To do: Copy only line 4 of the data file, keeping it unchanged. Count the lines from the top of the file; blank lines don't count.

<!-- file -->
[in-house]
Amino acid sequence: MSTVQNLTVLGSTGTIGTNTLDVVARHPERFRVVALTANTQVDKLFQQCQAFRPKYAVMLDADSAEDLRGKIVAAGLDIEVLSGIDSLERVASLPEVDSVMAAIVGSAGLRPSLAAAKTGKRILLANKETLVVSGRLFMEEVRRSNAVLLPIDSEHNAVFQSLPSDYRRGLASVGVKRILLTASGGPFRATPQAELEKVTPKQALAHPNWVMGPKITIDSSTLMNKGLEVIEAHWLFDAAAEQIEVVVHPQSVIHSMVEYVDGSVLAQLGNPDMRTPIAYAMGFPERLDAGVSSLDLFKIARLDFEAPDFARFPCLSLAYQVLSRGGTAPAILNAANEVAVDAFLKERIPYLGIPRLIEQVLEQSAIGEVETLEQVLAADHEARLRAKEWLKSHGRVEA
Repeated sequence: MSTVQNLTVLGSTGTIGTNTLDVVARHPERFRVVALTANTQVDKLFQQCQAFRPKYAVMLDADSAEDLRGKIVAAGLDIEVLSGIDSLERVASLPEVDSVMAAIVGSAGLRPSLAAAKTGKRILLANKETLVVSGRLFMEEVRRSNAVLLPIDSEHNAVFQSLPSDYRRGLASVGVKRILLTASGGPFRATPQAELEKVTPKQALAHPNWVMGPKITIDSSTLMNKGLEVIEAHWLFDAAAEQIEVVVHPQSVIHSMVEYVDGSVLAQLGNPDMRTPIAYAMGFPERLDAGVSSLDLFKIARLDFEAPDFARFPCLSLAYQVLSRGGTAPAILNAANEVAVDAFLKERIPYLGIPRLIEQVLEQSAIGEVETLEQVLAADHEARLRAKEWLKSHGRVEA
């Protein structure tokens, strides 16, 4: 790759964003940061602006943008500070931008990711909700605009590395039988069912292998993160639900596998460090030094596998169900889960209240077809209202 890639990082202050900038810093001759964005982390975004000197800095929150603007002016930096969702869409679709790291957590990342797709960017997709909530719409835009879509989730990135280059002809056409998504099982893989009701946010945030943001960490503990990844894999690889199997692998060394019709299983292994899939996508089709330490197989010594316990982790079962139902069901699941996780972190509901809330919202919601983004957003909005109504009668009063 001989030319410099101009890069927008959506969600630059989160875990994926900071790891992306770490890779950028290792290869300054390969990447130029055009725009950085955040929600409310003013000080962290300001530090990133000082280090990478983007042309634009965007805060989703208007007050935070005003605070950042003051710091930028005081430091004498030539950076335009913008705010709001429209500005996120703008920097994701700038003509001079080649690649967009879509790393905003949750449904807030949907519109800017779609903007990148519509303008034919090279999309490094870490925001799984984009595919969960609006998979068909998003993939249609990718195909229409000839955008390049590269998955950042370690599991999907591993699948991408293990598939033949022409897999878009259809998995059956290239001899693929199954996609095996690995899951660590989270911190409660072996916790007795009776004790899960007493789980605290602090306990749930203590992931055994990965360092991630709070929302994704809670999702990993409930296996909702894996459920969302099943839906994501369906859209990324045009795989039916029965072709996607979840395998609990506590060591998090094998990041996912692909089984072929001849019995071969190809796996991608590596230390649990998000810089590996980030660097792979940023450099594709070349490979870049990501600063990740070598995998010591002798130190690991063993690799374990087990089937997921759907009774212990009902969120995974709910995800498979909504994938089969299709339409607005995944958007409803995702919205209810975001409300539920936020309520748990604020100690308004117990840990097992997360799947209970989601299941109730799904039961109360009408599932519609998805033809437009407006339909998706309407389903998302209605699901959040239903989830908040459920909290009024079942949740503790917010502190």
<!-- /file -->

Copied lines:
């Protein structure tokens, strides 16, 4: 790759964003940061602006943008500070931008990711909700605009590395039988069912292998993160639900596998460090030094596998169900889960209240077809209202 890639990082202050900038810093001759964005982390975004000197800095929150603007002016930096969702869409679709790291957590990342797709960017997709909530719409835009879509989730990135280059002809056409998504099982893989009701946010945030943001960490503990990844894999690889199997692998060394019709299983292994899939996508089709330490197989010594316990982790079962139902069901699941996780972190509901809330919202919601983004957003909005109504009668009063 001989030319410099101009890069927008959506969600630059989160875990994926900071790891992306770490890779950028290792290869300054390969990447130029055009725009950085955040929600409310003013000080962290300001530090990133000082280090990478983007042309634009965007805060989703208007007050935070005003605070950042003051710091930028005081430091004498030539950076335009913008705010709001429209500005996120703008920097994701700038003509001079080649690649967009879509790393905003949750449904807030949907519109800017779609903007990148519509303008034919090279999309490094870490925001799984984009595919969960609006998979068909998003993939249609990718195909229409000839955008390049590269998955950042370690599991999907591993699948991408293990598939033949022409897999878009259809998995059956290239001899693929199954996609095996690995899951660590989270911190409660072996916790007795009776004790899960007493789980605290602090306990749930203590992931055994990965360092991630709070929302994704809670999702990993409930296996909702894996459920969302099943839906994501369906859209990324045009795989039916029965072709996607979840395998609990506590060591998090094998990041996912692909089984072929001849019995071969190809796996991608590596230390649990998000810089590996980030660097792979940023450099594709070349490979870049990501600063990740070598995998010591002798130190690991063993690799374990087990089937997921759907009774212990009902969120995974709910995800498979909504994938089969299709339409607005995944958007409803995702919205209810975001409300539920936020309520748990604020100690308004117990840990097992997360799947209970989601299941109730799904039961109360009408599932519609998805033809437009407006339909998706309407389903998302209605699901959040239903989830908040459920909290009024079942949740503790917010502190």